The aroma of fresh baked doughnuts preceded the arrival of the great Krispy Kreme franchise in Syracuse. For a year before it opened its doors on Erie Boulevard people would drive an hour plus west on the Thruway to buy the melt in your mouth delight in the Rochester suburbs. Charitable groups would bring them back to Central New York the by the dozens to raise money. Then, after all that anticipation Krispy Kreme arrived. Syracuse had made it on the map with one of the hottest franchises in America.
What is it about getting our taste of what every other community already has? Why do we desire the outsiders stamp of approval on our community? Do we hope for developers to locate a Cheesecake Factory, Costco or Target to give us validation that we measure up to other communities? Or do we truly believe the product or services offered at these nationally known entities will enhance our lives in a way a locally owned shop or restaurant cannot?
These questions arise in the run up to the arrival of Trader Joe's at the Raymour & Flanigan plaza on Erie Boulevard that also is home to Barnes and Noble. Raymour and Flanigan owns the real estate and attracted Trader Joe's to bring its unique "innovative, hard-to-find, great tasting foods" to Central New York.
Excitement often builds as the opening nears of a retail attraction like this one. Costco's construction is also underway in the Township 5 development in Camillus. Destiny USA has several examples of destination restaurants and stores that are the first of their kind in our area. The conjecture about the arrival of a new player in the game creates buzz at parties and on social media. We chat it up. We seem to attach an element of our collective self-esteem to the big name coming to town.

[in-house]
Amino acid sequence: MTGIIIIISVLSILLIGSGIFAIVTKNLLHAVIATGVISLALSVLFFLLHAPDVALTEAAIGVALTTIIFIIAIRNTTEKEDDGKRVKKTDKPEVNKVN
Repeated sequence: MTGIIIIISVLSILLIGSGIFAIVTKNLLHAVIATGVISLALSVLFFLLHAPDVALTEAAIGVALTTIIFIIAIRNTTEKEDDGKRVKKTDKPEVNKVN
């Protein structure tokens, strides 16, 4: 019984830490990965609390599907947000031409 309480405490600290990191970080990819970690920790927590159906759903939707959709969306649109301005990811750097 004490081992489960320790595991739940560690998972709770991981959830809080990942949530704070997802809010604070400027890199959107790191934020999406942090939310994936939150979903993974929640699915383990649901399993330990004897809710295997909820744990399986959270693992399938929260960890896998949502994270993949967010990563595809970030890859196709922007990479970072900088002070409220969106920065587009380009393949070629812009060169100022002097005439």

The downside of the arrival of brand's like this is a continued McDonaldization of society. We are creating a nation that once had great diversity and stripping it away. When we visit a new city or region we find comfort in familiarity instead of intrigue in something new and specific to that area.
By the way, do you know what happened with Krispy Kreme? That Erie Boulevard shop was going to be a central baking point for Krispy Kreme sales across the area. Unfortunately, it arrived in Syracuse along with the low carb diet craze and a few financial problems for the parent company. A short time after a sweet grand opening it was closing its doors. That validation disappeared. But, we're still doing fine.
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